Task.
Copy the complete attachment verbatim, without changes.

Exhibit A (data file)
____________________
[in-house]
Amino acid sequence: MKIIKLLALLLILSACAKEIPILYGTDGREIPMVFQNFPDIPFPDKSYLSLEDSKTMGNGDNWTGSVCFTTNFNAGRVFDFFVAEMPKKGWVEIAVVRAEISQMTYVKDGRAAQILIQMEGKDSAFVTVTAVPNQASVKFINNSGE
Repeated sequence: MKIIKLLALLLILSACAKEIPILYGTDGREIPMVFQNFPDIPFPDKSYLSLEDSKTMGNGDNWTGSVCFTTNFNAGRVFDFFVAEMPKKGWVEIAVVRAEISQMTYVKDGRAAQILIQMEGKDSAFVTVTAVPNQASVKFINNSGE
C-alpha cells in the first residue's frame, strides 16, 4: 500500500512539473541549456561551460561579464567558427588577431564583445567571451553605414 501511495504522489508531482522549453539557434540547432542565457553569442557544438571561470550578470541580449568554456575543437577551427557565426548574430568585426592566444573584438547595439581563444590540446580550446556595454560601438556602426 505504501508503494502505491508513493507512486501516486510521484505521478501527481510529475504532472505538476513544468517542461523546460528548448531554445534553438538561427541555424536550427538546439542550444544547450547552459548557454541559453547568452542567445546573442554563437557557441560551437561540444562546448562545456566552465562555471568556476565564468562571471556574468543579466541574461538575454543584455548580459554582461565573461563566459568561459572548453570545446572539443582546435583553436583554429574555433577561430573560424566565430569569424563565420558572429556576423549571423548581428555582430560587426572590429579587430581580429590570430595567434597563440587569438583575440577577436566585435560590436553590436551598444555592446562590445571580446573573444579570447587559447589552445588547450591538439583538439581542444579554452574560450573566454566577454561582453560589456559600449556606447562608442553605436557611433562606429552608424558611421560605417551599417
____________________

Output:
[in-house]
Amino acid sequence: MKIIKLLALLLILSACAKEIPILYGTDGREIPMVFQNFPDIPFPDKSYLSLEDSKTMGNGDNWTGSVCFTTNFNAGRVFDFFVAEMPKKGWVEIAVVRAEISQMTYVKDGRAAQILIQMEGKDSAFVTVTAVPNQASVKFINNSGE
Repeated sequence: MKIIKLLALLLILSACAKEIPILYGTDGREIPMVFQNFPDIPFPDKSYLSLEDSKTMGNGDNWTGSVCFTTNFNAGRVFDFFVAEMPKKGWVEIAVVRAEISQMTYVKDGRAAQILIQMEGKDSAFVTVTAVPNQASVKFINNSGE
C-alpha cells in the first residue's frame, strides 16, 4: 500500500512539473541549456561551460561579464567558427588577431564583445567571451553605414 501511495504522489508531482522549453539557434540547432542565457553569442557544438571561470550578470541580449568554456575543437577551427557565426548574430568585426592566444573584438547595439581563444590540446580550446556595454560601438556602426 505504501508503494502505491508513493507512486501516486510521484505521478501527481510529475504532472505538476513544468517542461523546460528548448531554445534553438538561427541555424536550427538546439542550444544547450547552459548557454541559453547568452542567445546573442554563437557557441560551437561540444562546448562545456566552465562555471568556476565564468562571471556574468543579466541574461538575454543584455548580459554582461565573461563566459568561459572548453570545446572539443582546435583553436583554429574555433577561430573560424566565430569569424563565420558572429556576423549571423548581428555582430560587426572590429579587430581580429590570430595567434597563440587569438583575440577577436566585435560590436553590436551598444555592446562590445571580446573573444579570447587559447589552445588547450591538439583538439581542444579554452574560450573566454566577454561582453560589456559600449556606447562608442553605436557611433562606429552608424558611421560605417551599417